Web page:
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A Serge in the number of Foreign Tourists
The Japanese government is promoting the construction of larger hotels outside major cities as part of a drive to welcome 40 million foreign visitors a year by 2020, when Tokyo will host the Olympic Games
Tourism is a pillar of the Japanese governmentís economic growth strategy. In 2015, a record 19.7 million foreign visitors arrived in Japan. The average occupancy rate of hotels across the country stood at 60.5% in 2015, up 8.7% from 2011, according to the Japan Tourism Agency.
To counter accommodation shortages and prepare for the future, the central government will request local governments to make changes to building regulations to permit larger hotels to be built in areas beyond Japanís three largest cities of Tokyo, Osaka and Nagoya.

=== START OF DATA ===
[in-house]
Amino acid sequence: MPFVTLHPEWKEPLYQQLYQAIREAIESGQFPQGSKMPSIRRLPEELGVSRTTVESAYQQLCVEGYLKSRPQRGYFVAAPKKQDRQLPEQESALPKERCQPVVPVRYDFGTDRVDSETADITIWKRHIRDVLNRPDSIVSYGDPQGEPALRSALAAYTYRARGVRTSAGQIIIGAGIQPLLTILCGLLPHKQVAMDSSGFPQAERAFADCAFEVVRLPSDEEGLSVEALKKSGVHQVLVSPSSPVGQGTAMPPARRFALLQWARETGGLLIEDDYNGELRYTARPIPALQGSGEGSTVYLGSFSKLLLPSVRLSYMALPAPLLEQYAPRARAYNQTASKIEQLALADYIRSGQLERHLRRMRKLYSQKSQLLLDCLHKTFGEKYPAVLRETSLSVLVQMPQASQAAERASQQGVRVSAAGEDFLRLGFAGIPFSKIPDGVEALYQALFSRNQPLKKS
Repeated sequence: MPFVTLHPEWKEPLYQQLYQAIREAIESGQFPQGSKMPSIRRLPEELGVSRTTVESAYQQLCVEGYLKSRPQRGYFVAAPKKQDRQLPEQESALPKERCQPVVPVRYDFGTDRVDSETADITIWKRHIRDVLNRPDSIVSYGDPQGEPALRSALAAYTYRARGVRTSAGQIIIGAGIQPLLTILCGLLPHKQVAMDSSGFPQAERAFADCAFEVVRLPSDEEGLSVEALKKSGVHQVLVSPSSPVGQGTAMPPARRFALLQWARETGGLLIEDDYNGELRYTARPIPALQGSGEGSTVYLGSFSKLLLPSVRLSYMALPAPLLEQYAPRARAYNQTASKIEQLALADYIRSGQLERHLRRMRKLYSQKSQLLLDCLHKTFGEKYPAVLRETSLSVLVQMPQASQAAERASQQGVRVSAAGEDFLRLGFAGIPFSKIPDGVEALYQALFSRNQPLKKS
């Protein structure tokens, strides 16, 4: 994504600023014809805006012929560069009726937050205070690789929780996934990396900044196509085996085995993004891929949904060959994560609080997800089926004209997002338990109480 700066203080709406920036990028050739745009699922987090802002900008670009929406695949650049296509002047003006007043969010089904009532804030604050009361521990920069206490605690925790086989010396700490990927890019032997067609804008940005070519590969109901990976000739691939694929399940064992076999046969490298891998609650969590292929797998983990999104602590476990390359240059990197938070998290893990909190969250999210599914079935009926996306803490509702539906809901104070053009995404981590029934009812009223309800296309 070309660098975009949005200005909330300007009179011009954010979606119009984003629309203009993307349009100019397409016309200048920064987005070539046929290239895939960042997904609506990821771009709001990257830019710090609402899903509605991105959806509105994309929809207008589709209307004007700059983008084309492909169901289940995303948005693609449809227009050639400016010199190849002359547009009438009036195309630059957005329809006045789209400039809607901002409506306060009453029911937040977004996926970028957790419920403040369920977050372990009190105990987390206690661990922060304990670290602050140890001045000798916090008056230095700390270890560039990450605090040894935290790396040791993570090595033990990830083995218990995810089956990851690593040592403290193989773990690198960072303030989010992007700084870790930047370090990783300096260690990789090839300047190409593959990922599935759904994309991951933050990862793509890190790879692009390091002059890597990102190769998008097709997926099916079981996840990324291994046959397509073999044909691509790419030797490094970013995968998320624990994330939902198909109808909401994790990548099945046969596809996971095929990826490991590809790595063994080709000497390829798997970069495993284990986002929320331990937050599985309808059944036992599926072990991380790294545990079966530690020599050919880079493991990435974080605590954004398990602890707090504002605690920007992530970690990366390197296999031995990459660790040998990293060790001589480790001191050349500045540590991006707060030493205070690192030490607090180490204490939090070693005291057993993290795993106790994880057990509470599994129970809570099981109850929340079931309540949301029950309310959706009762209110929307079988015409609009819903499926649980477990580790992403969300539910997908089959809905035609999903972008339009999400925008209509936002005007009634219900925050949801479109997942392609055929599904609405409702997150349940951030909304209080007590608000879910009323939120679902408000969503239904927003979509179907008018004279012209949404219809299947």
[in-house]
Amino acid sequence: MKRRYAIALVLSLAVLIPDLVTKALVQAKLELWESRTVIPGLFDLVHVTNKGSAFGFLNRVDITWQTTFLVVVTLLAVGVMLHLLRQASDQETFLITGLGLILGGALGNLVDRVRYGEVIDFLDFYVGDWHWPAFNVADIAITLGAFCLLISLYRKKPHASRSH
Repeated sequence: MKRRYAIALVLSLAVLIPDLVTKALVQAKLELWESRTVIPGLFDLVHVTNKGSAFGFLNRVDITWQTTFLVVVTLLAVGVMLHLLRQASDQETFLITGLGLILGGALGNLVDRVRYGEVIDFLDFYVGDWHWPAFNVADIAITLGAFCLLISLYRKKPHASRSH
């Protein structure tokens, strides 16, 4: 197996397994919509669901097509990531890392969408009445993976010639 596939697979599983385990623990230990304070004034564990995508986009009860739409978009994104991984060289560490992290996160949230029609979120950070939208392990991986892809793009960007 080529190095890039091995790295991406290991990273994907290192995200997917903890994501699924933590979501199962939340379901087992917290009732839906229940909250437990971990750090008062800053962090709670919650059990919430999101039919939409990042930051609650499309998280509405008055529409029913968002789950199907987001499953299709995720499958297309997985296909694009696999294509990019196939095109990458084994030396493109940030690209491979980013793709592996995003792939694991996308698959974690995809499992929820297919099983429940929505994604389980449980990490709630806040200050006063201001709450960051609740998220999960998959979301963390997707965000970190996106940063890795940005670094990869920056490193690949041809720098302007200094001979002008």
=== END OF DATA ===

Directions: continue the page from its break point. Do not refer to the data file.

Currently, each local government sets a limit on the ratio of a hotelís total floor area to the plot of land on which it sits. The upper limit of that ratio ranges from 200% to 1,300%, depending on locality. Redevelopment projects in central Tokyo and Osaka have already benefitted from eased floor-area ratios.
Additionally, to attract more foreigners to Japanese traditional ryokan inns in the countryside, which have more vacant rooms than hotels, the Japan Tourism Agency will offer up to •1 million per facility to subsidize the cost of remodelling Japanese-style squat toilets into Western-style ones or creating websites in foreign languages.
The government is also supporting the transformation old private houses or unused school buildings into accommodation facilities to expand lodging capacity.